Router(config-route-map)# match ip address {access-list-number | name} [...access-list-number | name]

Specifies the match criteria.

Although there are many route-map matching options, here you can specify only length and/or ip address.

length matches the Level 3 length of the packet.

ip address matches the source or destination IP address that is permitted by one or more standard or extended access lists.

If you do not specify a match command, the route map applies to all packets.

Step 3 

Router(config-route-map)# set ip precedence [number | name]


Router(config-route-map)# set ip df


Router(config-route-map)# set ip vrf vrf_name


Router(config-route-map)# set ip next-hop ip-address [... ip-address]


Router(config-route-map)# set ip next-hop recursive ip-address [... ip-address]


Router(config-route-map)# set interface

interface-type interface-number [... type number]


Router(config-route-map)# set ip default next-hop ip-address [... ip-address]


Router(config-route-map)# set default interface interface-type interface-number [... type ...number]

Specifies the action(s) to take on the packets that match the criteria. You can specify any or all of the following:

precedence: Sets precedence value in the IP header. You can specify either the precedence number or name.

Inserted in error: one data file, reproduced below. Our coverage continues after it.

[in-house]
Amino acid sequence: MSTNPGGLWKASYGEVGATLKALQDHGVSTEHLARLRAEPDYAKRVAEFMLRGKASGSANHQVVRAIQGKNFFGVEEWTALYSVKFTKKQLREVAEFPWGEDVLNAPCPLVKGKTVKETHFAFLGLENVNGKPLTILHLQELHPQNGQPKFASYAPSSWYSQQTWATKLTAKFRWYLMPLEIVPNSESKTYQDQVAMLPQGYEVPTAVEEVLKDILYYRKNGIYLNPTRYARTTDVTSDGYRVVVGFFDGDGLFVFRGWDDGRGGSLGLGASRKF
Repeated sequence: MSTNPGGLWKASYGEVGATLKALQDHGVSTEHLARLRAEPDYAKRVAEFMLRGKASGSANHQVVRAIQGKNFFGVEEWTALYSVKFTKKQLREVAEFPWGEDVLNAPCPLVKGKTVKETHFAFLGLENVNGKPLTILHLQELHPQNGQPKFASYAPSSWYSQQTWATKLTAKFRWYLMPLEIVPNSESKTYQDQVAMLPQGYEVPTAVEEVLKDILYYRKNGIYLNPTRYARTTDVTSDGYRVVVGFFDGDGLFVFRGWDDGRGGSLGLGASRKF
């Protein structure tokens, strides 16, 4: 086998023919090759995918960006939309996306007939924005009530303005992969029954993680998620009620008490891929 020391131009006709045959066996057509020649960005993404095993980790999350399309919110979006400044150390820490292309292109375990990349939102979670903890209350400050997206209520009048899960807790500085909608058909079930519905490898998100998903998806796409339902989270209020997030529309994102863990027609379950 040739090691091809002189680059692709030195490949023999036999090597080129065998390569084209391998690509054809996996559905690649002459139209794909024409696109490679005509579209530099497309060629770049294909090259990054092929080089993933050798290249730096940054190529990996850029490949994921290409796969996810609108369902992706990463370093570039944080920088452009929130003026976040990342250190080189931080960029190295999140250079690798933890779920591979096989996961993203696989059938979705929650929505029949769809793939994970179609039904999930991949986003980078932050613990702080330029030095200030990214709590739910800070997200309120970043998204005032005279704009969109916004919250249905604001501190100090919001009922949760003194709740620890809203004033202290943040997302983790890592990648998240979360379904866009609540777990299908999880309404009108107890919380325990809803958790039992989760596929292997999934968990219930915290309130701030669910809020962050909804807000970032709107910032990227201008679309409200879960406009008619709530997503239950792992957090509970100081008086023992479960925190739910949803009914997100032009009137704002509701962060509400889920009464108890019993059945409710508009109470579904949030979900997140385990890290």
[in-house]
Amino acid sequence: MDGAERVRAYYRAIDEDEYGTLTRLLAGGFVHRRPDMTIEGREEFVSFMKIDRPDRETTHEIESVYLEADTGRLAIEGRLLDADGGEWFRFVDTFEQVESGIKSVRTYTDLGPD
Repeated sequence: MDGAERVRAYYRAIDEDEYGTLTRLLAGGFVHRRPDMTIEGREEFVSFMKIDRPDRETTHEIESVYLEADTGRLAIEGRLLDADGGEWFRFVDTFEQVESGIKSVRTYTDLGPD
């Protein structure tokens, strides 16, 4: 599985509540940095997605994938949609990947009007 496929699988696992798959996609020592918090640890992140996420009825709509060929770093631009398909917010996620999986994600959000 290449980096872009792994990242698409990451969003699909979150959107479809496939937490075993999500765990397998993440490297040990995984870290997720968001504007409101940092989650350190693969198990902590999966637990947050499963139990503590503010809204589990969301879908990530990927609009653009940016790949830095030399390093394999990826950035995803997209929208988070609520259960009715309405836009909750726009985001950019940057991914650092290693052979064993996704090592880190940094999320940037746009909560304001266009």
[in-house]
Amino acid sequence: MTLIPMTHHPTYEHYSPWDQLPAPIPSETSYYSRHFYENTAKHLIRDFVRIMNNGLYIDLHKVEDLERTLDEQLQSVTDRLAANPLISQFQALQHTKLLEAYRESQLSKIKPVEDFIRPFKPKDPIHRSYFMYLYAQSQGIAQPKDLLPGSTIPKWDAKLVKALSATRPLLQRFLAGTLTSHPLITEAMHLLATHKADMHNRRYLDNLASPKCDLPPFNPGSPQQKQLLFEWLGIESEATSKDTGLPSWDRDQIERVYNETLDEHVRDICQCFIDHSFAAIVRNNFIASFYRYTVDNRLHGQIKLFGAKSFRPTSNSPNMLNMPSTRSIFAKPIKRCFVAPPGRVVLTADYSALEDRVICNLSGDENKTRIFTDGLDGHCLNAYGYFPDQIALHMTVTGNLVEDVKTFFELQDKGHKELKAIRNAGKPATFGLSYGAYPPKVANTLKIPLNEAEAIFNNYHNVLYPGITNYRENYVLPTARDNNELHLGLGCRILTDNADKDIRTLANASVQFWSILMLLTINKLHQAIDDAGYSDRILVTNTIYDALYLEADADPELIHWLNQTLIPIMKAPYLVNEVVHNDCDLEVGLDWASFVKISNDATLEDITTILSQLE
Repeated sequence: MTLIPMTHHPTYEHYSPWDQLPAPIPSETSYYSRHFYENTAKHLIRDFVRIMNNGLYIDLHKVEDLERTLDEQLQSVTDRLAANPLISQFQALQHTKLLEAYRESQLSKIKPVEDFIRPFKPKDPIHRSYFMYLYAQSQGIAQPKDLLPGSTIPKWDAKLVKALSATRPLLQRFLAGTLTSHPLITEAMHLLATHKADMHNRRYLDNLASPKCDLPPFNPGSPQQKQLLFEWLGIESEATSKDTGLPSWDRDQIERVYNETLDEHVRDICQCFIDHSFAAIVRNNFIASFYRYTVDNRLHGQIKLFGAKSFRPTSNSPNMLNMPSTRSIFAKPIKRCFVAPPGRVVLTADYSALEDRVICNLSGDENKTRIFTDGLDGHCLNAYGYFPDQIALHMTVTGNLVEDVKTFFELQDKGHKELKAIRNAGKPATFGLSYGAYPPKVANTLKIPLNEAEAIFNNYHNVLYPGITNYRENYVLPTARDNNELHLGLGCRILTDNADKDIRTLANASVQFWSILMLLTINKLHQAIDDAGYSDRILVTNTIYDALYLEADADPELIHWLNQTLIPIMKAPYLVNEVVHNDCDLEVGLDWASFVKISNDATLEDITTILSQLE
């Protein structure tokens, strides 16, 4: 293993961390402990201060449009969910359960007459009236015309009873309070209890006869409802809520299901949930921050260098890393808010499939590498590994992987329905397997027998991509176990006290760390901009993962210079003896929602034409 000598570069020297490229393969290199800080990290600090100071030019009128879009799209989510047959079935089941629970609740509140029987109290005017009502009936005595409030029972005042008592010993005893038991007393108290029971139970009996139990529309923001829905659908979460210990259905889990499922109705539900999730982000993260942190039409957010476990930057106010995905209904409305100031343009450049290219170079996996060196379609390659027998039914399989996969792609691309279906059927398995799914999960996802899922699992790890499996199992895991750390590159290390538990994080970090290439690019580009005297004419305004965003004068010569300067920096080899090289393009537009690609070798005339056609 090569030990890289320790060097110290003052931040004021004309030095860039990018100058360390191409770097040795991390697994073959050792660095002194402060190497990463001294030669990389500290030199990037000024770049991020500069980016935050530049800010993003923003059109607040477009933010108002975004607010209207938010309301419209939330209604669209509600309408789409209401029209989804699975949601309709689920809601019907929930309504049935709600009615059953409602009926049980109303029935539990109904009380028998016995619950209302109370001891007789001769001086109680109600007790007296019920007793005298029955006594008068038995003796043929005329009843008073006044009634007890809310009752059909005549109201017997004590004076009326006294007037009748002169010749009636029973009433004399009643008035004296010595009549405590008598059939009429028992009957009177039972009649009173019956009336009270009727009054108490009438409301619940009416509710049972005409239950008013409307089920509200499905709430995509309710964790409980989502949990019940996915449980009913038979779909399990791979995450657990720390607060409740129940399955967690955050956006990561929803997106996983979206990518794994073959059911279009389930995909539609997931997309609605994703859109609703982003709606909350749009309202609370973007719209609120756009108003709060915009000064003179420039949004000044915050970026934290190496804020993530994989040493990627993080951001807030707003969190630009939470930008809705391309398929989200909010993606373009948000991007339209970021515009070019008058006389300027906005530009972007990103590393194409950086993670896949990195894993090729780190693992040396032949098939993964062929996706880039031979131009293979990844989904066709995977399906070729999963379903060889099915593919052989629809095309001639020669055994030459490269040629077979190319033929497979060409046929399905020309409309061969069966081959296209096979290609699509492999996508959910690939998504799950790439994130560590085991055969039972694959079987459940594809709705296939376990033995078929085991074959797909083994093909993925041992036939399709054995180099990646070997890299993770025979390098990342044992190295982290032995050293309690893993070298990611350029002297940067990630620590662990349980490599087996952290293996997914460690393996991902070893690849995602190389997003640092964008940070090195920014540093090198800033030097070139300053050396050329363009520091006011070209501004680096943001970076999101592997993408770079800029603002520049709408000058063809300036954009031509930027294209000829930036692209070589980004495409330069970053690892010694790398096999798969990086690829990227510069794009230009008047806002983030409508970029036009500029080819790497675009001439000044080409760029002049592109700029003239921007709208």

df: Sets the `Don't Fragment' (DF) bit in the ip header.

vrf: Sets the VPN Routing and Forwarding (VRF) instance.

next-hop: Sets next hop to which to route the packet.

next-hop recursive: Sets next hop to which to route the packet if the hop is to a router which is not adjacent.

interface: Sets output interface for the packet.

default next-hop: Sets next hop to which to route the packet if there is no explicit route for this destination.

default interface: Sets output interface for the packet if there is no explicit route for this destination.

Step 4 

Router(config-route-map)# interface interface-type interface-number

Specifies the interface, and puts the router into interface configuration mode.

Step 5 

Router(config-if)# ip policy route-map map-tag

Identifies the route map to use for PBR. One interface can have only one route map tag; but you can have several route map entries, each with its own sequence number. Entries are evaluated in order of their sequence numbers until the first match occurs. If no match occurs, packets are routed as usual.

The set commands can be used in conjunction with each other. They are evaluated in the order shown in Step 3 in the previous task table. A usable next hop implies an interface. Once the local router finds a next hop and a usable interface, it routes the packet.